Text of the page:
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No cheers for Chicago's ugly, expensive new stadium

CHICAGO — CHICAGO - Chicago, once the Second City, fell to third when Los Angeles surpassed it in population, and even third place is more than it usually achieves in the National Football League standings. But on Sept. 29, on ABC's Monday Night Football, the city will unveil to the nation a title-winner of sorts: the most expensive publicly funded stadium in the NFL.

Locals don't have to be told that the renovation of Soldier Field does not appeal to every eye. Rather than tear down the World War I memorial, the Chicago Park District and the Bears agreed to preserve the exterior and replace the interior. A brand-new bowl was therefore shoehorned into the ancient structure.

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It has been said that the result looks like a spaceship landed on the stadium, a charge I will not endorse for fear of being sued for libel by extraterrestrials.

The proud parents have been inviting journalists to admire the new stadium, and no wonder. From the inside, it looks like an aesthetic success, as well as a huge improvement on a facility that was grossly obsolete. In the old park, only 40 percent of the seats were on the sidelines, with the majority in the end zones. The new triple-deck arena puts 60 percent of fans on the sidelines.

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Bears president Ted Phillips says the new model also has an intimate feel - which is true, and which comes from the fact that seating capacity is nearly 5,500 less than before. With 61,500 seats, it's the second-smallest stadium in the league after the one in Indianapolis.

In other ways, though, it's inferior to the RCA Dome, which cost just $77 million to erect back in 1984. The price tag on the new Soldier Field is a staggering $632 million, of which $432 million will come from tax revenues. Unlike the RCA Dome, this facility is open to the elements, which will limit its uses in a Chicago winter.

Nor does the Soldier Field deal look like a bargain next to other renovations. Green Bay's recent overhaul of Lambeau Field not only cost less than half as much, but added 11,000 seats. Lambeau offers more luxury boxes and a lot more toilets than Soldier Field. Lambeau also has something that the Bears' arena traditionally and currently lacks: a winning team.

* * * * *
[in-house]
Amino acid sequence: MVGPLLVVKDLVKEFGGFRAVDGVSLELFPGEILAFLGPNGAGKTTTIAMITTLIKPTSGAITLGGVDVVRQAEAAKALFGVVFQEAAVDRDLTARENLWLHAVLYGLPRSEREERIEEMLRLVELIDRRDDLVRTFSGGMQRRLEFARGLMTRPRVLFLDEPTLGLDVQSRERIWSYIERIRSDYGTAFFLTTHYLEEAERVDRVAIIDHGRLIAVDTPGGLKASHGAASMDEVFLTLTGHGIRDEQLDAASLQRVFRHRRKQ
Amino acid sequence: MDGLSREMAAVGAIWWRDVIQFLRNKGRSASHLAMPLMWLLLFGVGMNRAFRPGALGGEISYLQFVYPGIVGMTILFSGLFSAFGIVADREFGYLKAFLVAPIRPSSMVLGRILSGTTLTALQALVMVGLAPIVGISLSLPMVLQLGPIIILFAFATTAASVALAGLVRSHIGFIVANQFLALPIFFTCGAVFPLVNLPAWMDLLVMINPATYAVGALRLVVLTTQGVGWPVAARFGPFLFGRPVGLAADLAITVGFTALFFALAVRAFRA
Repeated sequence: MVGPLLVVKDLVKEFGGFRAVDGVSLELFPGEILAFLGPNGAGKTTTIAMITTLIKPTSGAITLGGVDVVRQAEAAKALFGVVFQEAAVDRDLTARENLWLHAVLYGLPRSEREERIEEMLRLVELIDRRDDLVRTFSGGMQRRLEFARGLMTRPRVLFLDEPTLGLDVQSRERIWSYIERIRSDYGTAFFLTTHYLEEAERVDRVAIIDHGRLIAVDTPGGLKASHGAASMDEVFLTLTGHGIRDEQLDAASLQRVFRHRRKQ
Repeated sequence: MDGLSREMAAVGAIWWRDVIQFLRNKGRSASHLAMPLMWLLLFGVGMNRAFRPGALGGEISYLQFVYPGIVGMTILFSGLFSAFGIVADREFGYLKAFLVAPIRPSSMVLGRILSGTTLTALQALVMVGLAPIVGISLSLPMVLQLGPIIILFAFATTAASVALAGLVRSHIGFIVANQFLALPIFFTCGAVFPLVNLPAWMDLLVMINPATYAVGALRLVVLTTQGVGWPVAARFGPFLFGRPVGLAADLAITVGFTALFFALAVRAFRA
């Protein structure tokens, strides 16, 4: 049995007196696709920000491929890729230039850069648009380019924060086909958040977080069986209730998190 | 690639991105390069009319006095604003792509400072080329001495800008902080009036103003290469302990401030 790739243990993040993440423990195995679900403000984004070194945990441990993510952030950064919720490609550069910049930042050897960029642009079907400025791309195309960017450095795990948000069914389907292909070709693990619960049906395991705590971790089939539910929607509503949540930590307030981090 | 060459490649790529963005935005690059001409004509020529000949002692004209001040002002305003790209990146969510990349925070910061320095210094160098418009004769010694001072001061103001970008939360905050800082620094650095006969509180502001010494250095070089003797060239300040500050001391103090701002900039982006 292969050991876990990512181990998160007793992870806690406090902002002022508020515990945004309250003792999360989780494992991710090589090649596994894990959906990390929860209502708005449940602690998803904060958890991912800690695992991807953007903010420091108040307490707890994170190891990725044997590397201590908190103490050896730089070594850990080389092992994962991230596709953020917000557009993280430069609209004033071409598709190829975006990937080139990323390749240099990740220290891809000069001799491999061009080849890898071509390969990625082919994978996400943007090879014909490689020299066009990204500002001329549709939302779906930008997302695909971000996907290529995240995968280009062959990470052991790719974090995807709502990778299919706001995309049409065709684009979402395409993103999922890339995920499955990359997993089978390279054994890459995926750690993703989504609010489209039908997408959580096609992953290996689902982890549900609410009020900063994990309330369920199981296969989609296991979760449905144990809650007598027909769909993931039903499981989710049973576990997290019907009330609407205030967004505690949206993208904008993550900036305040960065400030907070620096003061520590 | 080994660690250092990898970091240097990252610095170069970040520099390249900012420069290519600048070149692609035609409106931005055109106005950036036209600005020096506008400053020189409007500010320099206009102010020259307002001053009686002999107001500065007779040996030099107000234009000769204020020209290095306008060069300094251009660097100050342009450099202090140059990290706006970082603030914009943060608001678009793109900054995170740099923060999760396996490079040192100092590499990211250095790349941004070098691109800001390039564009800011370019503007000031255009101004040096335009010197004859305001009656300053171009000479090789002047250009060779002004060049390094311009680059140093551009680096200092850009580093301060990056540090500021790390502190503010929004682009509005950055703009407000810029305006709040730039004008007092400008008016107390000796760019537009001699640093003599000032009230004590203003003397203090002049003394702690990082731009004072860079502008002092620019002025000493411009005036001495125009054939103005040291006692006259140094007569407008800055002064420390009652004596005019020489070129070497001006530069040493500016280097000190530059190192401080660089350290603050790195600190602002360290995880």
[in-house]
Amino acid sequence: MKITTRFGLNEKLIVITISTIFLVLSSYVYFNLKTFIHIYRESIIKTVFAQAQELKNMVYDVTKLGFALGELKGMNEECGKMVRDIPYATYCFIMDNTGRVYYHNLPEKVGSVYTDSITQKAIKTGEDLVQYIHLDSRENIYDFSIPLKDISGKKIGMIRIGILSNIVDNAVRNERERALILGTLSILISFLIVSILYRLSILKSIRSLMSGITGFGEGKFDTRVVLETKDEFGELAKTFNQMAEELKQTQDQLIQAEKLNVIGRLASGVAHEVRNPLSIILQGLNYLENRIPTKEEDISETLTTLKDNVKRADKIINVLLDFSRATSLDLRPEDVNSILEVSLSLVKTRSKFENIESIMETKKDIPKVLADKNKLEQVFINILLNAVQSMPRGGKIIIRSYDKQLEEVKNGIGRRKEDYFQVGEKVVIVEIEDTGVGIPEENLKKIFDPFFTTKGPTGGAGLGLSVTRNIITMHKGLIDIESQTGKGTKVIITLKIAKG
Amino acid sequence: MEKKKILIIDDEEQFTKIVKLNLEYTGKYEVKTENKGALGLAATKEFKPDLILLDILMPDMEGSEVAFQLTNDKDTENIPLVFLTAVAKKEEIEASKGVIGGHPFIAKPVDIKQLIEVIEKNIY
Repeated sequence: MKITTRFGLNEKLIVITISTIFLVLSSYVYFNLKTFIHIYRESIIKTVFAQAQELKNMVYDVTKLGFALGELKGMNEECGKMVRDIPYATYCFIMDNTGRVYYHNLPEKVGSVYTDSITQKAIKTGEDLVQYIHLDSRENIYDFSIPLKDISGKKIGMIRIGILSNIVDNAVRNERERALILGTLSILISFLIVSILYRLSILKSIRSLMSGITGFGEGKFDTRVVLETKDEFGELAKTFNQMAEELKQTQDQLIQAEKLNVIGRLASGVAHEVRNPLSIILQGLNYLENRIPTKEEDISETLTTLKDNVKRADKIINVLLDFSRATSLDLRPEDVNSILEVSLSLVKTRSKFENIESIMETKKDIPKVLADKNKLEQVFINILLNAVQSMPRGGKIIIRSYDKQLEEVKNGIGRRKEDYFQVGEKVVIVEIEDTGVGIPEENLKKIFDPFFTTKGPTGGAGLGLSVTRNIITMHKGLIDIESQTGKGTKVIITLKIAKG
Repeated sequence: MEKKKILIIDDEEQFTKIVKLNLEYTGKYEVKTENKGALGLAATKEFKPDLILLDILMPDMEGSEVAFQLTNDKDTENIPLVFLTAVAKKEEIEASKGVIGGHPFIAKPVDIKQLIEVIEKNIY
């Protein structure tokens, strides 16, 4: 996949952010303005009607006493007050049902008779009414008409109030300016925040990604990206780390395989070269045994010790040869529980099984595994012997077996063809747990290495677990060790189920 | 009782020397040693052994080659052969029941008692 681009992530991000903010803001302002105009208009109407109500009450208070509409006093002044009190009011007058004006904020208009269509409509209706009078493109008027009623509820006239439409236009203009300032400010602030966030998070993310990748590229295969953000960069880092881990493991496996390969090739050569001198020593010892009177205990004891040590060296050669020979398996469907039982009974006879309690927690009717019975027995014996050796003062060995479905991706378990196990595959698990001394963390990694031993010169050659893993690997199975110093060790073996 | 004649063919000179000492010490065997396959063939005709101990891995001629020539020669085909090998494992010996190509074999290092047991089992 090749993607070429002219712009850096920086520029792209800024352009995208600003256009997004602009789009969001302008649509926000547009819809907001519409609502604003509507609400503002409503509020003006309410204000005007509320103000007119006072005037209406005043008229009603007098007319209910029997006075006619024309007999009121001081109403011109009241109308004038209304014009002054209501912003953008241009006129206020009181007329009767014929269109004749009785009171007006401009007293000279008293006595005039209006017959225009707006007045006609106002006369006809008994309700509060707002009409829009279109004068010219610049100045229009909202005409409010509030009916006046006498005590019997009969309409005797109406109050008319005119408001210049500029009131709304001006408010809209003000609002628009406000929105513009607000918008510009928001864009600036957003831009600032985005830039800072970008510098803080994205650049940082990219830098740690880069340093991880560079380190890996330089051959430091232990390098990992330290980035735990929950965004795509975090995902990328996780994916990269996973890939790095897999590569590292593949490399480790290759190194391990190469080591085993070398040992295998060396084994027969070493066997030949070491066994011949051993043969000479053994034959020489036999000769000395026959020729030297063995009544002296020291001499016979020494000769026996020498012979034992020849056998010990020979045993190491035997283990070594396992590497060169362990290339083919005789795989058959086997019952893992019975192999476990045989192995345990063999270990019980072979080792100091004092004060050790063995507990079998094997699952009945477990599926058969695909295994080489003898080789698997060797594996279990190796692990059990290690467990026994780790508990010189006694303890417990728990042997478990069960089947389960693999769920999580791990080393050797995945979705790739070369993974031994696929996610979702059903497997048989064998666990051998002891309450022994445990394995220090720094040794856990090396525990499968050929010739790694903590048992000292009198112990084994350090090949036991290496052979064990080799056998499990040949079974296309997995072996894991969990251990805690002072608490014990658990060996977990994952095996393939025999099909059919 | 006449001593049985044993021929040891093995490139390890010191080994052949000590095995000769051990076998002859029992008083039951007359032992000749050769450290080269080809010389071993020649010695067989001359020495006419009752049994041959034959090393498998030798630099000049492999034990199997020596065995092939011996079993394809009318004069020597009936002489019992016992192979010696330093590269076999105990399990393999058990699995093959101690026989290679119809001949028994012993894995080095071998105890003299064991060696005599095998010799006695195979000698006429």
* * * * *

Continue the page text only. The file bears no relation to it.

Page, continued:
But the Packers' lair doesn't have the distinctions that make the new Soldier Field a true marvel. As University of Chicago sports economist Allen Sanderson puts it, "If we started out to build the ugliest stadium in the country for the most money with the fewest alternative uses in the worst possible location, we're pretty much there."

Chicagoans may be wondering why they agreed to provide all this. Answer: They didn't. Unlike almost every other city that has proposed to expend huge sums of public revenue on a football stadium, Chicago didn't feel the need to let its citizens vote on the matter. Mayor Richard M. Daley thought the plan was a good idea, and that's the only vote that matters.

Why he reached such a bizarre conclusion is hard to figure, since at one time Mr. Daley sounded content to watch the Bears play their home games in Gary, Ind., or the suburbs, or Buzzard Gulch. The city got some new green space from the renovation, but it could have gotten more by razing the stadium. That would have opened up this prized lakefront real estate to more attractive uses than staging 10 high-priced football games a year. And wherever the Bears might have landed, most locals would have attended as many NFL games as they did before, which is none.

Sports franchises and facilities are always billed as economic development engines, but impartial studies regularly debunk that myth. Grass didn't sprout in the streets of Los Angeles after both of its NFL teams fled, and Houstonites have found that the arrival of the Texans didn't quite make up for the decline of the oil industry.

Chicago could probably live without the Bears, too. Compared with watching them lose 12 games, as they did last year, it might be a pleasure.

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Steve Chapman is a columnist for the Chicago Tribune, a Tribune Publishing newspaper. His column appears Tuesdays and Fridays in The Sun.


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